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Digital trade finance tools continue to multiply

The pandemic has disrupted the entire global supply chain, highlighting the need for greater financial agility between buyers and suppliers. Oracle and Mitigram are the latest technology vendors to try to address this space.

First, with what it calls "componentised architecture" and built-in machine learning (ML), Oracle Banking Supply Chain Finance is designed to give corporate banks the flexibility needed to help their clients optimise working capital and reduce transaction risk.

"Supply chain financing is surpassing traditional trade financing; we saw an opportunity to bring to market a modern solution that can supercharge supply chain financing by leveraging tech innovation," said said Sonny Singh, executive vice president and general manager at Oracle Financial Services. "With Oracle Banking Supply Chain's fully digitised processing and real-time analytics, banks can help corporates further optimise working capital and liquidity in their supply chains."

Digitising the entire supply chain

By digitising the entire supply chain financing process, banks can now deliver timely alternative financing options and provide quicker approvals. Providing omni-channel portal access, corporate banks can provide their clients with real-time visibility into transactions. Oracle Banking Supply Chain Finance also provides real-time availability of funds and payment reconciliation through complete automation and straight-through processing (STP) of disbursement and liquidation processes.

Oracle says its solution can free banks from legacy monolithic systems by using component-based architecture to create relevant products and services. This allows corporate banks to meet their customers’ unique business and regulatory needs and cut down time-to-market. As such, banks can deliver increased value to corporates by optimising working capital across a wide variety of financing options, including reverse factoring, supplier finance, payable finance, receivable finance and more.

By leveraging ML, the system allows automatic data capture from scanned invoices, thereby reducing labour-intensive manual efforts. The key information from invoices is automatically extracted and processed for funding basis pre-configured financing parameters, allowing up to a 70% reduction in time and effort for finance processing and invoice management.

Oracle claims its solution can also do the following:

  • Automatically detect un-matched payments initiated by buyer or supplier and reconcile them against outstanding invoices or finances, reducing disruption in the supply chain.
  • Allow banks to set precise limits for various types of transactions through automated workflows with the flexibility to customise various finance or invoice management lifecycle processes.
  • Enable corporates to perform multiple transactions such as supplier onboarding, bulk uploads, and real-time monitoring, which results in improved business efficiency.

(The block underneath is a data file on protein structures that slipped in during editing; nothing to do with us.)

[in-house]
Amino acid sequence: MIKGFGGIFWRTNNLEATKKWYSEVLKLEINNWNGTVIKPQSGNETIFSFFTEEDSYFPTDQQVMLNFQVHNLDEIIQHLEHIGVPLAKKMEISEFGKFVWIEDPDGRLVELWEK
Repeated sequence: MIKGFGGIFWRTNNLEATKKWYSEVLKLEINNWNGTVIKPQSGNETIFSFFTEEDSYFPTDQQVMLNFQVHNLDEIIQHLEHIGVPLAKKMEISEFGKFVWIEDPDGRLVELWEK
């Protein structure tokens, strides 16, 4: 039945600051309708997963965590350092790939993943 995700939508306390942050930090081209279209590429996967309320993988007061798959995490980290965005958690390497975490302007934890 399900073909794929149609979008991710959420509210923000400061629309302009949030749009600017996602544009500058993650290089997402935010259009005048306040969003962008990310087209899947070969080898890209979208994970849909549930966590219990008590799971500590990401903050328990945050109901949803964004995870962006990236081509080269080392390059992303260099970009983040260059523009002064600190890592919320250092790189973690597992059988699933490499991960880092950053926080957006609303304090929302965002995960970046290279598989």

• Easily integrate with any third-party applications through Rest APIs, resulting in rapid integration and ease of data consumption. This makes integration of the solution easier and brings seamless service to the corporate customer across Oracle and non-Oracle solutions.

Tinder for trade finance?

Elsewhere, Mitigram has released Open Market DISCOVERY; a new module that it says will further democratise trade finance by helping corporates, traders and banks to build global networks, access new relationships and originate new trade transactions.

Corporations can use Open Market DISCOVERY to find and invite new banks with matching credit appetite to price for trade finance contracts where their existing banking partners may not have capacity. Mitigram says its module will expand existing networks of relationships and help to ensure continuous business flows.

For financial institutions, the solution is bring pitched as a tool to drive new business and to build trade assets at no extra cost. Mitigram cites that, in July, The International Chamber of Commerce (ICC) released its 2020 Global Survey on Trade Finance, which found that 77% of bank respondents surveyed plan to transition trade finance to digital as a way to grow their businesses. 70% of respondents felt that it was their most urgent priority.

“For banks, Open Market DISCOVERY is an origination tool,” said Benoît Steinbach, managing director for Corporate Sales at Mitigram. “Banks are permitted to indicate their risk appetite within the platform, our automated Open Market DISCOVERY extension instantly indicates qualified and new business opportunities to banks that would otherwise find these transactions difficult to source.”

A soft launch of Open Market DISCOVERY to subscribers took place in mid-August. Mitigram says this immediately resulted in significant traffic, including a number of substantially-sized, multi-million dollar transactions.

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